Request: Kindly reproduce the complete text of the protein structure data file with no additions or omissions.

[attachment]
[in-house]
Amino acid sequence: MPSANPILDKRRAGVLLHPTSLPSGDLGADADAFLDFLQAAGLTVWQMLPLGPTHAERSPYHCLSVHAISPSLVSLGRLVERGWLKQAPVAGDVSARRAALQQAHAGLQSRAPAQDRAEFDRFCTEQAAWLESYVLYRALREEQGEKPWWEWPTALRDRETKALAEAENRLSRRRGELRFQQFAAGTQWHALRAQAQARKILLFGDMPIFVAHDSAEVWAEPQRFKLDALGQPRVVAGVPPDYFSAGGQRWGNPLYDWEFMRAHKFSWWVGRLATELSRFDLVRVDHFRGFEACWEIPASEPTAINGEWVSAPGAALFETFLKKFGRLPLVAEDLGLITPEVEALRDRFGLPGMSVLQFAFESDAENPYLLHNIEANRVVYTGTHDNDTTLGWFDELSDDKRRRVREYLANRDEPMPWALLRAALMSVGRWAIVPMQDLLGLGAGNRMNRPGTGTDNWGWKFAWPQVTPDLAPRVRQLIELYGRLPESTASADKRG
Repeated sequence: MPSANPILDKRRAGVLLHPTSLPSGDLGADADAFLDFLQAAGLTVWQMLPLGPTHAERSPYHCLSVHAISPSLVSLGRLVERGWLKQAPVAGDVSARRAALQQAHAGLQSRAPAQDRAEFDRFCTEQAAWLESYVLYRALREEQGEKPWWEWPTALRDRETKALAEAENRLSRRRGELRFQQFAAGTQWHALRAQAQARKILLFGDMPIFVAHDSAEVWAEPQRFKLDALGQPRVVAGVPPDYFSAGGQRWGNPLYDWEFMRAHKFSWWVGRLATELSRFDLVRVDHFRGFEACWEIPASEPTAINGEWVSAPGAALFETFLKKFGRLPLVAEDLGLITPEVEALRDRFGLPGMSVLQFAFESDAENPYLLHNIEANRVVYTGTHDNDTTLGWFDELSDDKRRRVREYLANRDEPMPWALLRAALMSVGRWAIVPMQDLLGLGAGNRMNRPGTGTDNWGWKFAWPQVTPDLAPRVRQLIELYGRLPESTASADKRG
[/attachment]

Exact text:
[in-house]
Amino acid sequence: MPSANPILDKRRAGVLLHPTSLPSGDLGADADAFLDFLQAAGLTVWQMLPLGPTHAERSPYHCLSVHAISPSLVSLGRLVERGWLKQAPVAGDVSARRAALQQAHAGLQSRAPAQDRAEFDRFCTEQAAWLESYVLYRALREEQGEKPWWEWPTALRDRETKALAEAENRLSRRRGELRFQQFAAGTQWHALRAQAQARKILLFGDMPIFVAHDSAEVWAEPQRFKLDALGQPRVVAGVPPDYFSAGGQRWGNPLYDWEFMRAHKFSWWVGRLATELSRFDLVRVDHFRGFEACWEIPASEPTAINGEWVSAPGAALFETFLKKFGRLPLVAEDLGLITPEVEALRDRFGLPGMSVLQFAFESDAENPYLLHNIEANRVVYTGTHDNDTTLGWFDELSDDKRRRVREYLANRDEPMPWALLRAALMSVGRWAIVPMQDLLGLGAGNRMNRPGTGTDNWGWKFAWPQVTPDLAPRVRQLIELYGRLPESTASADKRG
Repeated sequence: MPSANPILDKRRAGVLLHPTSLPSGDLGADADAFLDFLQAAGLTVWQMLPLGPTHAERSPYHCLSVHAISPSLVSLGRLVERGWLKQAPVAGDVSARRAALQQAHAGLQSRAPAQDRAEFDRFCTEQAAWLESYVLYRALREEQGEKPWWEWPTALRDRETKALAEAENRLSRRRGELRFQQFAAGTQWHALRAQAQARKILLFGDMPIFVAHDSAEVWAEPQRFKLDALGQPRVVAGVPPDYFSAGGQRWGNPLYDWEFMRAHKFSWWVGRLATELSRFDLVRVDHFRGFEACWEIPASEPTAINGEWVSAPGAALFETFLKKFGRLPLVAEDLGLITPEVEALRDRFGLPGMSVLQFAFESDAENPYLLHNIEANRVVYTGTHDNDTTLGWFDELSDDKRRRVREYLANRDEPMPWALLRAALMSVGRWAIVPMQDLLGLGAGNRMNRPGTGTDNWGWKFAWPQVTPDLAPRVRQLIELYGRLPESTASADKRG